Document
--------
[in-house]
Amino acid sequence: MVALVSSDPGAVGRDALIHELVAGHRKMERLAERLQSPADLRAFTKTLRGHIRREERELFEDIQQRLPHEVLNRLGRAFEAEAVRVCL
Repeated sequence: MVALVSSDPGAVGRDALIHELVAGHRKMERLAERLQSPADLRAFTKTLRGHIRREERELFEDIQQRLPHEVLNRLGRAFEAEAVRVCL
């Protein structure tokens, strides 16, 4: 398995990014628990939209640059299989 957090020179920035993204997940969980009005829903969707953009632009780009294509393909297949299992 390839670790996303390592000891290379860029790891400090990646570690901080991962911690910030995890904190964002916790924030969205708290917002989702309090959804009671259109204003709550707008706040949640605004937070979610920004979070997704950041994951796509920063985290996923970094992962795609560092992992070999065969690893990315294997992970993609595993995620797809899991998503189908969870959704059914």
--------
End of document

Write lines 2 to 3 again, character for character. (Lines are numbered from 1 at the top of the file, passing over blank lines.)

Amino acid sequence: MVALVSSDPGAVGRDALIHELVAGHRKMERLAERLQSPADLRAFTKTLRGHIRREERELFEDIQQRLPHEVLNRLGRAFEAEAVRVCL
Repeated sequence: MVALVSSDPGAVGRDALIHELVAGHRKMERLAERLQSPADLRAFTKTLRGHIRREERELFEDIQQRLPHEVLNRLGRAFEAEAVRVCL